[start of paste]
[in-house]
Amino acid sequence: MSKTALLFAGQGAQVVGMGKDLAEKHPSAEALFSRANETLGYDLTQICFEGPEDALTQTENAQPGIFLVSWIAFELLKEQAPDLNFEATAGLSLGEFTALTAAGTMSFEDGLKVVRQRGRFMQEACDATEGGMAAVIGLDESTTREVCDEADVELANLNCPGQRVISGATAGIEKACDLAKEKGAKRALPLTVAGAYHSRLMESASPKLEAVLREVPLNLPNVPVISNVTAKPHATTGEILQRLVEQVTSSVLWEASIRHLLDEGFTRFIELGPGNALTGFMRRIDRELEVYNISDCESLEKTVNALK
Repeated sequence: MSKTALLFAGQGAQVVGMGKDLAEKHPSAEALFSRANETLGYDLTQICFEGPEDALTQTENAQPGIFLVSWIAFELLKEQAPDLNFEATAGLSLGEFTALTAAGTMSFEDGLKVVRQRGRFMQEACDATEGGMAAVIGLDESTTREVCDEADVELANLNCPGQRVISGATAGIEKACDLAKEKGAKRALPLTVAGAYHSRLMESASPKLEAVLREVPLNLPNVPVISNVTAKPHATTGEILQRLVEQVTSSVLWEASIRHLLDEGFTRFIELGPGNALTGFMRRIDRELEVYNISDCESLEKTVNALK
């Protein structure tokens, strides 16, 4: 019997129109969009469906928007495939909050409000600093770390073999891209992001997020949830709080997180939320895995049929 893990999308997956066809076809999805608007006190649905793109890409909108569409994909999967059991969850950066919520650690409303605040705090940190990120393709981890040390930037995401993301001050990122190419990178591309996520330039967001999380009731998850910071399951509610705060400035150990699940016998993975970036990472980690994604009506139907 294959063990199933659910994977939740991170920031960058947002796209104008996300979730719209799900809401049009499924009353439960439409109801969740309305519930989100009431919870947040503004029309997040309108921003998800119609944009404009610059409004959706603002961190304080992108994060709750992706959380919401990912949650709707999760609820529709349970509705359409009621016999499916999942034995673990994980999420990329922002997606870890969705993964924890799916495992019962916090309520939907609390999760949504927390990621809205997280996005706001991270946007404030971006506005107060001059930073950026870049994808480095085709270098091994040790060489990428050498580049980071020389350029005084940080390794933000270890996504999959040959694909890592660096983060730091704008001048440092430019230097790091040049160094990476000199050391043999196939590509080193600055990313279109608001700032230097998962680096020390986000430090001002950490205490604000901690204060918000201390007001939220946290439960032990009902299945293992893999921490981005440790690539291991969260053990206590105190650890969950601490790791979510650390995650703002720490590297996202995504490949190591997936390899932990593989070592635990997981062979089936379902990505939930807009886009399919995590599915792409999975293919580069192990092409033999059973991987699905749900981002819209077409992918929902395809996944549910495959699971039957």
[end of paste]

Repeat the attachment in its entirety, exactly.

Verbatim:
[in-house]
Amino acid sequence: MSKTALLFAGQGAQVVGMGKDLAEKHPSAEALFSRANETLGYDLTQICFEGPEDALTQTENAQPGIFLVSWIAFELLKEQAPDLNFEATAGLSLGEFTALTAAGTMSFEDGLKVVRQRGRFMQEACDATEGGMAAVIGLDESTTREVCDEADVELANLNCPGQRVISGATAGIEKACDLAKEKGAKRALPLTVAGAYHSRLMESASPKLEAVLREVPLNLPNVPVISNVTAKPHATTGEILQRLVEQVTSSVLWEASIRHLLDEGFTRFIELGPGNALTGFMRRIDRELEVYNISDCESLEKTVNALK
Repeated sequence: MSKTALLFAGQGAQVVGMGKDLAEKHPSAEALFSRANETLGYDLTQICFEGPEDALTQTENAQPGIFLVSWIAFELLKEQAPDLNFEATAGLSLGEFTALTAAGTMSFEDGLKVVRQRGRFMQEACDATEGGMAAVIGLDESTTREVCDEADVELANLNCPGQRVISGATAGIEKACDLAKEKGAKRALPLTVAGAYHSRLMESASPKLEAVLREVPLNLPNVPVISNVTAKPHATTGEILQRLVEQVTSSVLWEASIRHLLDEGFTRFIELGPGNALTGFMRRIDRELEVYNISDCESLEKTVNALK
């Protein structure tokens, strides 16, 4: 019997129109969009469906928007495939909050409000600093770390073999891209992001997020949830709080997180939320895995049929 893990999308997956066809076809999805608007006190649905793109890409909108569409994909999967059991969850950066919520650690409303605040705090940190990120393709981890040390930037995401993301001050990122190419990178591309996520330039967001999380009731998850910071399951509610705060400035150990699940016998993975970036990472980690994604009506139907 294959063990199933659910994977939740991170920031960058947002796209104008996300979730719209799900809401049009499924009353439960439409109801969740309305519930989100009431919870947040503004029309997040309108921003998800119609944009404009610059409004959706603002961190304080992108994060709750992706959380919401990912949650709707999760609820529709349970509705359409009621016999499916999942034995673990994980999420990329922002997606870890969705993964924890799916495992019962916090309520939907609390999760949504927390990621809205997280996005706001991270946007404030971006506005107060001059930073950026870049994808480095085709270098091994040790060489990428050498580049980071020389350029005084940080390794933000270890996504999959040959694909890592660096983060730091704008001048440092430019230097790091040049160094990476000199050391043999196939590509080193600055990313279109608001700032230097998962680096020390986000430090001002950490205490604000901690204060918000201390007001939220946290439960032990009902299945293992893999921490981005440790690539291991969260053990206590105190650890969950601490790791979510650390995650703002720490590297996202995504490949190591997936390899932990593989070592635990997981062979089936379902990505939930807009886009399919995590599915792409999975293919580069192990092409033999059973991987699905749900981002819209077409992918929902395809996944549910495959699971039957």